Do you remember the lovely expressions regarding mercy in the Gospels where the Lord speaks. It is a lovely theme for a troubled soul to dwell upon, and for all our souls to dwell upon. "And it came to pass, as Jesus sat at meat in the house, behold, many publicans and sinners came and sat down with him and his disciples. And when the Pharisees saw it, they said to his disciples, Why eats your Master with publicans and sinners? But when Jesus heard that, he said to them, They that be whole need not a physician, but they that are sick." It is not whole folk that need a doctor, but people who are sick. Then He says, "But go ye and learn what that means, I will have mercy, and not sacrifice." There is the keynote to all God's ways. Did you think God wanted something from you to put things right? "Go ye and learn what that means, I will have mercy and not sacrifice: for I am not come to call the righteous, but sinners to repentance" (Matt. 9:10-13). That again is what comes from God. Now go a little further. You find it comes out in the twelfth chapter, where He was blessing and healing on the Sabbath Day. "But if ye had known what this means, I will have mercy, and not sacrifice, ye would not have condemned the guiltless" (ver. 7). Observe, they were condemning Him for blessing a man on the Sabbath Day. What is His answer? "But if ye had known what this means, I will have mercy, and not sacrifice, ye would not have condemned the guiltless."

That God delights in mercy has perpetual testimony in His Word; and a lovely instance of it is found in the Book of Micah. There you get the character of God, and the attitude of God towards a troubled people, beautifully expressed. Well may they exult in God's mercy and faithfulness, saying: "Who is a God like to thee, that pardons iniquity, and passes by the transgression of the remnant of his heritage? He retains not his anger for ever, because he delights in mercy. He will turn again, he will have compassion upon us; he will subdue our iniquities; and thou wilt cast all their sins into the depths of the sea. Thou wilt perform the truth to Jacob, and the mercy to Abraham, which thou hast sworn to our fathers from the days of old" (Micah 7:18-20). What a thrill of joy goes through the heart to find that a holy God so delights in mercy. And if you are here this evening a wretched, good-for-nothing, undone sinner, understand that the Lord delights to meet you, and He will gladly show you mercy, pardon all your sins, and give you the knowledge of His forgiveness.

Do not delay to taste His mercy. If you owed me a ten-pound note, and you came to me and said that you were hard up and could not pay it, I might say, "Oh well, it can be paid later on." "But I shall never have it," you reply. "Then I shall just have to score off your debt," is my remark, and you go away and say, "He did not do it with very good grace." Well, that would be like me. But when God forgives a man his debt, his sins, He delights in it. He is rejoiced to meet a man trembling in his sins. His very nature thrills with joy in giving you the sense of His love, and He, receives and blesses you on the ground of righteousness. God has immense joy in blessing a man like me, on the ground of what His own dear Son has effected. "I will show mercy on whom I will show mercy," reveals the depth of the goodness of God's heart.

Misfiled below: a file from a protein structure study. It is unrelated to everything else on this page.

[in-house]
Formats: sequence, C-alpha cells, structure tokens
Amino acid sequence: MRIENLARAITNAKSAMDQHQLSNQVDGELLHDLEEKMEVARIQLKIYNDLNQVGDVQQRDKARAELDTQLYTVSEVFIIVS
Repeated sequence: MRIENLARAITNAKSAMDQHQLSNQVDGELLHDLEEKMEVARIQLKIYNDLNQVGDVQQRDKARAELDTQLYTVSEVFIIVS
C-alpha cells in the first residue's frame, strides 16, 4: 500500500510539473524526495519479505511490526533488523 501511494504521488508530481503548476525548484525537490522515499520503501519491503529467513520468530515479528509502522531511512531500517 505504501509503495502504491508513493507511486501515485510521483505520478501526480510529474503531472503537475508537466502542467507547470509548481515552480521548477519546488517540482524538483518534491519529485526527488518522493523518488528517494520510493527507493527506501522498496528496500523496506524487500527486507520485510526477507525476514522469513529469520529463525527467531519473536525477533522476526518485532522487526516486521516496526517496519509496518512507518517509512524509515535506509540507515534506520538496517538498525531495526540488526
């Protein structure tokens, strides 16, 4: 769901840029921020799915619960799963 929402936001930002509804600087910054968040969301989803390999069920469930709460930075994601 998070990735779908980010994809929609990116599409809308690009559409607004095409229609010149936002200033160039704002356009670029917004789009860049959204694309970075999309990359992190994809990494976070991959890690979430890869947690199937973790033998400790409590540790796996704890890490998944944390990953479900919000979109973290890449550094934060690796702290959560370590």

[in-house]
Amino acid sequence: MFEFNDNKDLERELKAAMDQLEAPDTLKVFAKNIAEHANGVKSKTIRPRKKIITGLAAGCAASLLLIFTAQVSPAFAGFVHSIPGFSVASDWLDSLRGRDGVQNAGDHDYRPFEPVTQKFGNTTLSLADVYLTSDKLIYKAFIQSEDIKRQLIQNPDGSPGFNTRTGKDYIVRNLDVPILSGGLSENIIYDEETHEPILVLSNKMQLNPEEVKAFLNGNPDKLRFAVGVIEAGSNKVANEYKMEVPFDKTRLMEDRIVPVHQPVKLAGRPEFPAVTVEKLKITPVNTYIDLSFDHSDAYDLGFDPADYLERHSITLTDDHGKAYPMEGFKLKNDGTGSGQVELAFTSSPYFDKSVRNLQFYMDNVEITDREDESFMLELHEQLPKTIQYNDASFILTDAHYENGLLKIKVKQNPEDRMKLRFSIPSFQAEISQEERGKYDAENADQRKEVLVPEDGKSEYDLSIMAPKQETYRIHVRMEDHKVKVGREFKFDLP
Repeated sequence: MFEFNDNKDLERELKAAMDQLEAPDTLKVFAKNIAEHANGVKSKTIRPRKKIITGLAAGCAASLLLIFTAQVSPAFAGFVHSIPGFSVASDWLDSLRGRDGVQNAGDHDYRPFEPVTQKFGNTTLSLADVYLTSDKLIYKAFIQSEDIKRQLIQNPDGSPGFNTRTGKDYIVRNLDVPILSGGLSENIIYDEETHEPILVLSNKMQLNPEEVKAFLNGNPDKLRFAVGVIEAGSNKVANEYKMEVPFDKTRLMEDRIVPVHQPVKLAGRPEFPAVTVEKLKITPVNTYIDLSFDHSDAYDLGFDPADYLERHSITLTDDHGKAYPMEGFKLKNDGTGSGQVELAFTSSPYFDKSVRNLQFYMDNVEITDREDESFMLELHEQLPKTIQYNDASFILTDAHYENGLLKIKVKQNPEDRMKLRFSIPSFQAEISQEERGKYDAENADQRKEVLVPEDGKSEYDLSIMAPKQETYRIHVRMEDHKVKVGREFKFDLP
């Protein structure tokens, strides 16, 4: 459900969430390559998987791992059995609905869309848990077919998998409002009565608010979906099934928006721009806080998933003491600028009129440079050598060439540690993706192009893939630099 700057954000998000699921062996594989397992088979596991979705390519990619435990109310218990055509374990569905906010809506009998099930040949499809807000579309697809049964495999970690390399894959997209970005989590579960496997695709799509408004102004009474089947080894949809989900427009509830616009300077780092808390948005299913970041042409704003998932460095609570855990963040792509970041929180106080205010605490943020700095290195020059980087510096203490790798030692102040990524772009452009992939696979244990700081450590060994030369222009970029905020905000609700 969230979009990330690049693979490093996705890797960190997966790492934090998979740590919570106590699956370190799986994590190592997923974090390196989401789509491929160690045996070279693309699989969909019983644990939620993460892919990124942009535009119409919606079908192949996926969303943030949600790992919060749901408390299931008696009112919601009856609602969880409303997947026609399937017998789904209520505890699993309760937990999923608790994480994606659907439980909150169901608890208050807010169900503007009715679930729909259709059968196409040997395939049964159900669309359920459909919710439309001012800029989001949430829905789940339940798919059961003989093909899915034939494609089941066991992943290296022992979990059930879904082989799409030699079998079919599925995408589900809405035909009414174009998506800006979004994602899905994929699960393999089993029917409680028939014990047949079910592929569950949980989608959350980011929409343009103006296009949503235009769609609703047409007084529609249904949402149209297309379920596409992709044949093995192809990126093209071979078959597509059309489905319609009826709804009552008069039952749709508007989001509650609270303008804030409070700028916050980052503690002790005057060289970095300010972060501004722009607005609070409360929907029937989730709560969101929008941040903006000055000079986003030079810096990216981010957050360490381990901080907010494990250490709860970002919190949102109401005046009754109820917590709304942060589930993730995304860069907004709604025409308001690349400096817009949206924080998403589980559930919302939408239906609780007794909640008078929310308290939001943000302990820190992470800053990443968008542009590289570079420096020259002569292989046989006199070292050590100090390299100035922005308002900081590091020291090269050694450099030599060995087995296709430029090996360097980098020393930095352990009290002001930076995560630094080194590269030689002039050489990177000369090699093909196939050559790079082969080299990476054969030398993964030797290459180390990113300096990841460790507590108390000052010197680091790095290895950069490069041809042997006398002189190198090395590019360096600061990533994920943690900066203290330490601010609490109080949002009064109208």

Some people stumble at the sovereignty of God. They think His ways are arbitrary. I do not. Did not God say, "Jacob have I loved, but Esau have I hated"? (Rom. 9:13) Yes, but God did not say it when the two lads were born. You find this statement in the last book of the Old Testament (Mal. 1:2-3). He said it long after they were gone off the scene. With all his crookedness Jacob was a believer, and God loves faith, and always blesses the believer. But Esau was a real man of the world. He would sell his birthright for a mess of pottage — a little bit of enjoyment in this world. And what about his posterity. Why, they were always fighting against God and God's people. Israel were His people, and their very sin gave Him an occasion to show what He was in goodness. This is the next thing we read in Romans 9, "For He says to Moses, I will have mercy on whom I will have mercy, and I will have compassion on whom I will have compassion" (ver. 15). Do you not see, beloved friends, that God is sovereign? His sovereignty He retired into, in the scene before us, that He might exercise the most blessed attribute of His nature, mercy. Have you tasted it, man? He is rich in mercy. May you taste it this night, and go on your way and say, "I have tasted God's mercy." If God had dealt with Israel as they deserved, they would have been cut off to a man in their sin. Instead of that He had mercy on them. If God had dealt with you and me as we deserved, do you know what would have happened? I can speak for myself, and surely for you too. He would have cast us both headlong into hell for eternity. But He has saved me with an everlasting salvation, and I hope He has saved you. I have tasted His mercy. Have you? If not, may you taste it tonight. And mark, you need not be afraid of Him.